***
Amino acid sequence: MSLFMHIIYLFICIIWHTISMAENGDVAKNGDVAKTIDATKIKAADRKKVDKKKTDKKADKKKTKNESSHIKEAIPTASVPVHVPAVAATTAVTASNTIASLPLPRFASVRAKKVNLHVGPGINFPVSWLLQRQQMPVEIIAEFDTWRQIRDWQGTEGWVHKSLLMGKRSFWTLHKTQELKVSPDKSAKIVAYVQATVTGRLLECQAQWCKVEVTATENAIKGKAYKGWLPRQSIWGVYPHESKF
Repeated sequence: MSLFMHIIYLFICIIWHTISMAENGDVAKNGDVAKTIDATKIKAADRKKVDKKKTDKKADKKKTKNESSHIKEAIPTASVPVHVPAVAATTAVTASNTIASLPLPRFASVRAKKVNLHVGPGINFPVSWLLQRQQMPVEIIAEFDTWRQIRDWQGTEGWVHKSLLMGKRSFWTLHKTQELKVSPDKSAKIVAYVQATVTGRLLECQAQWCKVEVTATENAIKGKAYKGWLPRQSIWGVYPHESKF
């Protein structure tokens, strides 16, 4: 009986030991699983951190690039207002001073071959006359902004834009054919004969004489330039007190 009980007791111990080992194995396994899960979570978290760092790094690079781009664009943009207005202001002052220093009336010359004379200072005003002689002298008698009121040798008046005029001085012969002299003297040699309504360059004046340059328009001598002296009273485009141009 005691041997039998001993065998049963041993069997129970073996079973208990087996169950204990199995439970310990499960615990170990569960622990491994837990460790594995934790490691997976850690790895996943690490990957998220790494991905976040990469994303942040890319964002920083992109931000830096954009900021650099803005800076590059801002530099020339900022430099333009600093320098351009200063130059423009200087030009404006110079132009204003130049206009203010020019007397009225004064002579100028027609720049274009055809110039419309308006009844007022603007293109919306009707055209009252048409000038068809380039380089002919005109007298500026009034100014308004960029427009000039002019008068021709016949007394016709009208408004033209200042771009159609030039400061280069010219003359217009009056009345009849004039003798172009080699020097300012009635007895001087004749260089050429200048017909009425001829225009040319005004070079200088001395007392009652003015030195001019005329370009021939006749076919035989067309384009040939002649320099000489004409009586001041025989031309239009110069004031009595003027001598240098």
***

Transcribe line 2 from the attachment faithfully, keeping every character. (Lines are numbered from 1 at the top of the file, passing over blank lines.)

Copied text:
Repeated sequence: MSLFMHIIYLFICIIWHTISMAENGDVAKNGDVAKTIDATKIKAADRKKVDKKKTDKKADKKKTKNESSHIKEAIPTASVPVHVPAVAATTAVTASNTIASLPLPRFASVRAKKVNLHVGPGINFPVSWLLQRQQMPVEIIAEFDTWRQIRDWQGTEGWVHKSLLMGKRSFWTLHKTQELKVSPDKSAKIVAYVQATVTGRLLECQAQWCKVEVTATENAIKGKAYKGWLPRQSIWGVYPHESKF